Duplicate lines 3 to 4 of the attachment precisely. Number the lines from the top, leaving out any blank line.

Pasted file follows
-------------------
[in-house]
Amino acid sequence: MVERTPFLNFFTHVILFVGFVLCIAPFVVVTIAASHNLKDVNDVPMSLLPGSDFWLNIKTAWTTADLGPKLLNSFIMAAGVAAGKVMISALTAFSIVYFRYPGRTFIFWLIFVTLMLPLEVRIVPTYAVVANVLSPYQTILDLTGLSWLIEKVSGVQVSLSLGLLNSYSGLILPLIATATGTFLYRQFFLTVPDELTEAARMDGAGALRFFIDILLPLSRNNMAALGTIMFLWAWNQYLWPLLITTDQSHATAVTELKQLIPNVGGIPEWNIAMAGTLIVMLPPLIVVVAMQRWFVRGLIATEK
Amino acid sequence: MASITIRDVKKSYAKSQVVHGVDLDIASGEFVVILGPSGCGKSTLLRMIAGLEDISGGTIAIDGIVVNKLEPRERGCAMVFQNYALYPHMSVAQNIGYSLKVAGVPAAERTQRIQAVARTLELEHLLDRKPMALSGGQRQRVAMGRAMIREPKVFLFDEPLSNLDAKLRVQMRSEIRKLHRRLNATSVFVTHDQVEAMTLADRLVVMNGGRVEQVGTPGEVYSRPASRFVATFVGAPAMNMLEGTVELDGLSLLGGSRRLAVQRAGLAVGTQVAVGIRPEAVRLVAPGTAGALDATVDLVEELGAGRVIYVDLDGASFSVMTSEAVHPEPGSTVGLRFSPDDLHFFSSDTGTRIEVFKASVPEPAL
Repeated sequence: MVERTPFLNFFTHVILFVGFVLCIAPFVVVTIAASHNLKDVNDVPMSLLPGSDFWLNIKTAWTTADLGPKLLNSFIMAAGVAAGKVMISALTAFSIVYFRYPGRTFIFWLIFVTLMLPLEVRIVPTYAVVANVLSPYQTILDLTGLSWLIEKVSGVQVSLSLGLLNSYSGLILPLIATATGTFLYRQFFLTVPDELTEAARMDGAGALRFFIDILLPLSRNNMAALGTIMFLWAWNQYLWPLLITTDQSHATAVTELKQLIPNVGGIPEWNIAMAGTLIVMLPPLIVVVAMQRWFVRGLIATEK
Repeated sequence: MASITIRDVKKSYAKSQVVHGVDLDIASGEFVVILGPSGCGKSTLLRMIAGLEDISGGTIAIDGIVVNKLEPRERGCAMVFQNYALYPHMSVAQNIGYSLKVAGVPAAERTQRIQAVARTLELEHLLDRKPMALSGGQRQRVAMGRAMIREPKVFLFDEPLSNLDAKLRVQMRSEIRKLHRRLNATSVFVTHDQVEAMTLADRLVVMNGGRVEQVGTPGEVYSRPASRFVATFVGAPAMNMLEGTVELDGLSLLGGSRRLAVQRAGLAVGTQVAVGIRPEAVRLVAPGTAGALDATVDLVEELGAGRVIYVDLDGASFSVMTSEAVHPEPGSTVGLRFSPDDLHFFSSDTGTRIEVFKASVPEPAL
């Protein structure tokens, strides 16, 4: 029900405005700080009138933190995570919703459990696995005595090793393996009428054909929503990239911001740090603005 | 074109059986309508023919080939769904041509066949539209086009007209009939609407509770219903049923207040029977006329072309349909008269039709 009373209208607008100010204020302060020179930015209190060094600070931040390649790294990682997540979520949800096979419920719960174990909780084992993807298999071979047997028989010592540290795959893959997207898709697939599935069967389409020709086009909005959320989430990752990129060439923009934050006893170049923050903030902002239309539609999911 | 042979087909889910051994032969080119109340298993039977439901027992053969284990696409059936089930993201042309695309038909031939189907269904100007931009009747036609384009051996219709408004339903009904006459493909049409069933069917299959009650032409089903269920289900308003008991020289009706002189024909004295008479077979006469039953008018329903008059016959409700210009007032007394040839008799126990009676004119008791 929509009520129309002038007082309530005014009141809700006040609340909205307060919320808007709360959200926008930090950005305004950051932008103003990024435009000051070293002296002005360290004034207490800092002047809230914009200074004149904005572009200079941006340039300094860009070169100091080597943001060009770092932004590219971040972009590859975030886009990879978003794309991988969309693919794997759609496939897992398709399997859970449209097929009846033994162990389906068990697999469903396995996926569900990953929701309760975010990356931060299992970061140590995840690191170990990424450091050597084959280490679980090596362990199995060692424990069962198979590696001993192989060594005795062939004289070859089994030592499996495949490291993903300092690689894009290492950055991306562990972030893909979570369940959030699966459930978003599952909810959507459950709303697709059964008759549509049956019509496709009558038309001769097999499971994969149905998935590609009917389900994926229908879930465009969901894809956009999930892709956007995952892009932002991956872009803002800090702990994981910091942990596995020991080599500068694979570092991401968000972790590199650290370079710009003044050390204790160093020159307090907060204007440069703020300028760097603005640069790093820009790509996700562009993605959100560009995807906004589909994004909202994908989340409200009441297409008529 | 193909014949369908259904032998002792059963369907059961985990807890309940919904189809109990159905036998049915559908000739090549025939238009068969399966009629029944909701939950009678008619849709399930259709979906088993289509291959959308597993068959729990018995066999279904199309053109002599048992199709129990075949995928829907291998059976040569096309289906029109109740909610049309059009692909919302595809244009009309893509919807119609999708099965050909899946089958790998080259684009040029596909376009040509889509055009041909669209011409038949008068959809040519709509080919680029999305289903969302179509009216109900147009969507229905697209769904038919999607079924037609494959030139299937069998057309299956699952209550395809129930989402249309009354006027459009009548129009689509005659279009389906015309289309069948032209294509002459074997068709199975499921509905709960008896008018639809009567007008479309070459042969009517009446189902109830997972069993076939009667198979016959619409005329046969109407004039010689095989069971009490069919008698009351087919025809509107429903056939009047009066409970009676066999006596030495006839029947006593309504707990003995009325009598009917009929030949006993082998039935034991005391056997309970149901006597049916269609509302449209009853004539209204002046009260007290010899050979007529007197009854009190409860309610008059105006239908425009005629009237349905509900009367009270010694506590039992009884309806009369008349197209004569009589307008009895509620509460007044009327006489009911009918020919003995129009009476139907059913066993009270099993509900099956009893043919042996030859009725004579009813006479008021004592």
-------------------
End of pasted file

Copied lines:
Amino acid sequence: MASITIRDVKKSYAKSQVVHGVDLDIASGEFVVILGPSGCGKSTLLRMIAGLEDISGGTIAIDGIVVNKLEPRERGCAMVFQNYALYPHMSVAQNIGYSLKVAGVPAAERTQRIQAVARTLELEHLLDRKPMALSGGQRQRVAMGRAMIREPKVFLFDEPLSNLDAKLRVQMRSEIRKLHRRLNATSVFVTHDQVEAMTLADRLVVMNGGRVEQVGTPGEVYSRPASRFVATFVGAPAMNMLEGTVELDGLSLLGGSRRLAVQRAGLAVGTQVAVGIRPEAVRLVAPGTAGALDATVDLVEELGAGRVIYVDLDGASFSVMTSEAVHPEPGSTVGLRFSPDDLHFFSSDTGTRIEVFKASVPEPAL
Repeated sequence: MVERTPFLNFFTHVILFVGFVLCIAPFVVVTIAASHNLKDVNDVPMSLLPGSDFWLNIKTAWTTADLGPKLLNSFIMAAGVAAGKVMISALTAFSIVYFRYPGRTFIFWLIFVTLMLPLEVRIVPTYAVVANVLSPYQTILDLTGLSWLIEKVSGVQVSLSLGLLNSYSGLILPLIATATGTFLYRQFFLTVPDELTEAARMDGAGALRFFIDILLPLSRNNMAALGTIMFLWAWNQYLWPLLITTDQSHATAVTELKQLIPNVGGIPEWNIAMAGTLIVMLPPLIVVVAMQRWFVRGLIATEK